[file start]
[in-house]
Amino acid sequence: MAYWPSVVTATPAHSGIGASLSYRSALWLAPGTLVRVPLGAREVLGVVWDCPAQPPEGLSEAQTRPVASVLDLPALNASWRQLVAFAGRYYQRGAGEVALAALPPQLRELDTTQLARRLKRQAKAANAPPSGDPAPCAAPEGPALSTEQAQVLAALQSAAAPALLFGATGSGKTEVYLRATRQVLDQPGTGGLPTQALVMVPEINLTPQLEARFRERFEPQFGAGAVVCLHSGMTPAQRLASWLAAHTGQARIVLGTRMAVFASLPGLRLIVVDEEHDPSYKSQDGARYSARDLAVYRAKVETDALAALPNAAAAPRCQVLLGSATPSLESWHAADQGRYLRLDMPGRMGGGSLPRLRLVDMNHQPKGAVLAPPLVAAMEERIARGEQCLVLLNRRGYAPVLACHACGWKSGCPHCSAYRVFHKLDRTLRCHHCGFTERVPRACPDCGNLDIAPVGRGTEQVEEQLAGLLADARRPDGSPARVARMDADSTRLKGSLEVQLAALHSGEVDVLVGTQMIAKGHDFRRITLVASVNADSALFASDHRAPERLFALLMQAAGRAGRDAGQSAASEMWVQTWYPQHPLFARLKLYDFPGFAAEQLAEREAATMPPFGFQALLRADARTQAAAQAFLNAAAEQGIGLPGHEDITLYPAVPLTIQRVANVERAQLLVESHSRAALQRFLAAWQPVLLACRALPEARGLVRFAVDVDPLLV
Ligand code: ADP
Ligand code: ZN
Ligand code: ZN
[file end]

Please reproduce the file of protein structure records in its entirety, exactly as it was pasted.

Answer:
[in-house]
Amino acid sequence: MAYWPSVVTATPAHSGIGASLSYRSALWLAPGTLVRVPLGAREVLGVVWDCPAQPPEGLSEAQTRPVASVLDLPALNASWRQLVAFAGRYYQRGAGEVALAALPPQLRELDTTQLARRLKRQAKAANAPPSGDPAPCAAPEGPALSTEQAQVLAALQSAAAPALLFGATGSGKTEVYLRATRQVLDQPGTGGLPTQALVMVPEINLTPQLEARFRERFEPQFGAGAVVCLHSGMTPAQRLASWLAAHTGQARIVLGTRMAVFASLPGLRLIVVDEEHDPSYKSQDGARYSARDLAVYRAKVETDALAALPNAAAAPRCQVLLGSATPSLESWHAADQGRYLRLDMPGRMGGGSLPRLRLVDMNHQPKGAVLAPPLVAAMEERIARGEQCLVLLNRRGYAPVLACHACGWKSGCPHCSAYRVFHKLDRTLRCHHCGFTERVPRACPDCGNLDIAPVGRGTEQVEEQLAGLLADARRPDGSPARVARMDADSTRLKGSLEVQLAALHSGEVDVLVGTQMIAKGHDFRRITLVASVNADSALFASDHRAPERLFALLMQAAGRAGRDAGQSAASEMWVQTWYPQHPLFARLKLYDFPGFAAEQLAEREAATMPPFGFQALLRADARTQAAAQAFLNAAAEQGIGLPGHEDITLYPAVPLTIQRVANVERAQLLVESHSRAALQRFLAAWQPVLLACRALPEARGLVRFAVDVDPLLV
Ligand code: ADP
Ligand code: ZN
Ligand code: ZN